Please wait...

Hyperion Records

Click cover art to view larger version
Track(s) taken from CDJ33051/3
Recording details: March 2004
All Saints' Church, East Finchley, London, United Kingdom
Produced by Mark Brown
Engineered by Julian Millard
Release date: October 2005
Total duration: 13 minutes 47 seconds

'This enterprising, often revelatory set should intrigue and delight anyone interested in the development of the Lied' (Gramophone)

'Since making music with friends was Schubert's whole raison d'etre, this 3-CD box is an inspired idea … Led by the soprano Susan Gritton, the performances are pure A-list' (The Independent)

'Anyone who loves lieder will find here a rich, diverse, and delightful offering. There isn't a bad song among the 81 songs by 40 composers who wrote during Schubert's lifetime, and there's a lot of fine music here by well-known and also practically unknown composers and poets. The singing is consistently excellent… Anyone interested in this genre wll find here a broad-ranging and generous collection' (American Record Guide)

'If 81 songs are too many to mention individually, sufficient variety exists and enough songs are receiving a first recording for this set to be indispensable for anyone interested in the genre' (International Record Review)

'Graham Johnson once again demonstrates that he has few peers today in his combined function as scholar-musician' (Fanfare, USA)

An die ferne Geliebte, Op 98
author of text

Other recordings available for download
Stephan Genz (baritone), Roger Vignoles (piano)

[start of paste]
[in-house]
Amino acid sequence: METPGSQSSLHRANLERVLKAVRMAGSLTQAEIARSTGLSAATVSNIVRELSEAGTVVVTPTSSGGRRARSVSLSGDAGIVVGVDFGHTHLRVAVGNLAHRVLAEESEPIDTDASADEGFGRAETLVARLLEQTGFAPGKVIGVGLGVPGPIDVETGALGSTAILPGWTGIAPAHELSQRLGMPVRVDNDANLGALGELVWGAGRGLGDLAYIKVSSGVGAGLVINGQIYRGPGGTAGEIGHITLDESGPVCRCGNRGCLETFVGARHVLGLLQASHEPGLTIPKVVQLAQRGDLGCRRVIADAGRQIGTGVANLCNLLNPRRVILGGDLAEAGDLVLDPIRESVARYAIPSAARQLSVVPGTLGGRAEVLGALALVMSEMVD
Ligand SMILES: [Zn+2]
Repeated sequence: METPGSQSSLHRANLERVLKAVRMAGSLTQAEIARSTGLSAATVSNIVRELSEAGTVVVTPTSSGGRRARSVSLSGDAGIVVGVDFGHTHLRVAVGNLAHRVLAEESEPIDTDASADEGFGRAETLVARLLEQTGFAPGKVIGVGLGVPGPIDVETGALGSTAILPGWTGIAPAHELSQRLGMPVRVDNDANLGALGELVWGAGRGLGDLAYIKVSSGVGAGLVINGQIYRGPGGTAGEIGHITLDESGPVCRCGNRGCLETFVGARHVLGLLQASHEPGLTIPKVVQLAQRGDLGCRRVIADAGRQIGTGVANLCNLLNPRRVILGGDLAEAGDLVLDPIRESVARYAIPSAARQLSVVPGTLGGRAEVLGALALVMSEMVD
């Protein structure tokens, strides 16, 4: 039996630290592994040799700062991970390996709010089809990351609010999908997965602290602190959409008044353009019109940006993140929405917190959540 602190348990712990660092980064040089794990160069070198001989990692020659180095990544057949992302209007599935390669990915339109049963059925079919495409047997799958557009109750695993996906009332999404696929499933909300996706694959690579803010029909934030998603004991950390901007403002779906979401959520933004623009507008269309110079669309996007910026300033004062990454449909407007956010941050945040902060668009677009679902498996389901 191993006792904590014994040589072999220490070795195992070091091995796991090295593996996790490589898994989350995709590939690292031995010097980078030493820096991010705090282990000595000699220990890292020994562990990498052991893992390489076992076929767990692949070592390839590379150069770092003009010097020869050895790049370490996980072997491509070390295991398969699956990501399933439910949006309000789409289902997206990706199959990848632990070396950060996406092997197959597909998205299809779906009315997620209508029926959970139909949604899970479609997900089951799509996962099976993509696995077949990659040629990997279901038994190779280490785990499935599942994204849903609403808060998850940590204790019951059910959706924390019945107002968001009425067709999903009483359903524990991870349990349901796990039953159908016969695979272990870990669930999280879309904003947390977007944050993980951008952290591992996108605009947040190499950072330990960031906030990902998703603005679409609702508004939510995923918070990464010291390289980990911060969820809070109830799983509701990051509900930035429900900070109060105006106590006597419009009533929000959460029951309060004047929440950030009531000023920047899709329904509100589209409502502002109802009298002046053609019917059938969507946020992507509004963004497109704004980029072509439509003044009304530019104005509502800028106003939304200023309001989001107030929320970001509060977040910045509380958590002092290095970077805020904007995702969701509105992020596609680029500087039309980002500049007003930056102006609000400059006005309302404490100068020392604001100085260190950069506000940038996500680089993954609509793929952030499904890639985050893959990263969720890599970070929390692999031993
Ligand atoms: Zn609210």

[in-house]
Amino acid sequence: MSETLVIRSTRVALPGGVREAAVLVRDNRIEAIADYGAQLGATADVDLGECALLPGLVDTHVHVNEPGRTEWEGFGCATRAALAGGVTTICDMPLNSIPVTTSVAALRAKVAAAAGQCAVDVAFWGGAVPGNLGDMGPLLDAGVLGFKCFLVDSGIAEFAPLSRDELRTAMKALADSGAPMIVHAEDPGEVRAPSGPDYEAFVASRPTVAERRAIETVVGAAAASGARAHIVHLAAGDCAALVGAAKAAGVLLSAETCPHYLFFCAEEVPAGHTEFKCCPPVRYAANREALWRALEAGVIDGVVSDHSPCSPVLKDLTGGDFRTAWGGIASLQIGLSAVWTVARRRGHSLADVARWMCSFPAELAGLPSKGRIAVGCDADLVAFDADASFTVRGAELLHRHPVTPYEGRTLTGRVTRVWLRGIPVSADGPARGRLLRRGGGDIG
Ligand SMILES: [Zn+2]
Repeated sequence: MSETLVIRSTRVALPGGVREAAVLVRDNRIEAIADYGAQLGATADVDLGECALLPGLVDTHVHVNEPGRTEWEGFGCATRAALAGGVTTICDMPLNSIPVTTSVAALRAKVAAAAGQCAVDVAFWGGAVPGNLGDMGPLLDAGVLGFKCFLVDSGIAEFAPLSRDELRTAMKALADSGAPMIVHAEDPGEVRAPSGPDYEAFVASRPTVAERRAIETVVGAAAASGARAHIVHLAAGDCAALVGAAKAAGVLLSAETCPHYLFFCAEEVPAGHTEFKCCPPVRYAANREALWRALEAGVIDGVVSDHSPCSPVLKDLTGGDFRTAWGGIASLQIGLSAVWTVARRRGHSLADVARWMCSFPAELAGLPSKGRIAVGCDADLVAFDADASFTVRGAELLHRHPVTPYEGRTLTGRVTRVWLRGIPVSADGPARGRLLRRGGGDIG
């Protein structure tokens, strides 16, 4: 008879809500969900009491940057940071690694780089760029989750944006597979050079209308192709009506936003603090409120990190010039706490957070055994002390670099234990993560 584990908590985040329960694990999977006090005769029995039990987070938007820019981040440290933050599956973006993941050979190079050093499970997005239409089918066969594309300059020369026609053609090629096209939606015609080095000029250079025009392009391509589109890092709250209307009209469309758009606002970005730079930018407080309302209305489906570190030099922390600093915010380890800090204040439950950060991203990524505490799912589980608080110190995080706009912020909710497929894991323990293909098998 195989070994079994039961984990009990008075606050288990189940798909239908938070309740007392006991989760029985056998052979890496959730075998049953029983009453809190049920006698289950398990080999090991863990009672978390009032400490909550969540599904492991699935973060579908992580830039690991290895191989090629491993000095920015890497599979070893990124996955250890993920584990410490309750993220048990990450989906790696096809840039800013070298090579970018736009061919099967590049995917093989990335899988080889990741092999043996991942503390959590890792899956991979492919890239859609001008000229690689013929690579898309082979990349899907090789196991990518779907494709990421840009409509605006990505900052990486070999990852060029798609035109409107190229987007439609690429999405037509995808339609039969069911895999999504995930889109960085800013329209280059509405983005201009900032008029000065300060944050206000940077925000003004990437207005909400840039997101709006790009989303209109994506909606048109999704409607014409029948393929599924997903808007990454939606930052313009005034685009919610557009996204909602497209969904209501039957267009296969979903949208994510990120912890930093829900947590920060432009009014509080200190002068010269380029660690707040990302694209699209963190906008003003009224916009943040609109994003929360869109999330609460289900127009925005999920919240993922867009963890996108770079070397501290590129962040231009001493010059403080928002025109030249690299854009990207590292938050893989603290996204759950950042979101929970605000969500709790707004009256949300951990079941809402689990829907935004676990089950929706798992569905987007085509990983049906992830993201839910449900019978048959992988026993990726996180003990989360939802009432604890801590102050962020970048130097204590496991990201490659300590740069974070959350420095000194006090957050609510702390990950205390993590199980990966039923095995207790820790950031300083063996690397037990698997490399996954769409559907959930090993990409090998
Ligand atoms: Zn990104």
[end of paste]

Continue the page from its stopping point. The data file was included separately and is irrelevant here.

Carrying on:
Introduction  EnglishDeutsch
An die ferne Geliebte is Beethoven’s only true song cycle, and the first important example of the form. It is based on poems taken from Alois Jeitteles’ 1815 collection entitled Gedichte in Selam, the name of an almanac edited by one Ignaz Castelli. Both Jeitteles and Castelli were members of an artistic group called ‘Lülamshöhle’, whose musical members included Salieri and Weber (Beethoven was an infrequent guest at their meetings).

All six poems concern the feelings of love as translated through nature – or at least the kind of idealized countryside vistas that had already been immortalized in the ‘Pastoral’ Symphony. All are cast in strophic form except the last, but Beethoven constantly varies and develops his accompaniments. Although these musical changes are not entirely for poetic reasons, they nevertheless help create a sense of progressive musical architecture totally denied strict strophic form.

Beethoven’s poetic sensitivity extends to such lengths as Wo die Berge so blau being kept on an uncomplicated harmonic leash until the words ‘Innere Pein’. Similarly, the move to the tonic minor for the last three stanzas of Leichte Segler in den Höhen is a moment of profound musical insight.

The cycle is quite literally brought full circle by the final song, which recalls material from the first. This technique was to prove a profound influence on the song cycles of Robert Schumann, who also concealed a number of other musical references to An die ferne Geliebte in his work, including the Beethovenian Fantasy in C, Op 17.

from notes by Julian Haylock 1999

Other albums featuring this work
'Schubert: The Complete Songs' (CDS44201/40)
Schubert: The Complete Songs
MP3 £130.00FLAC £130.00ALAC £130.00Buy by post £150.00 CDS44201/40  40CDs Boxed set + book (at a special price)  
'Beethoven: Songs' (GAW21055)
Beethoven: Songs
MP3 £4.00FLAC £4.00ALAC £4.00Buy by post £10.50 GAW21055  Last few CD copies remaining   Download currently discounted
'Beethoven: Songs' (CDA67055)
Beethoven: Songs

   English   Français   Deutsch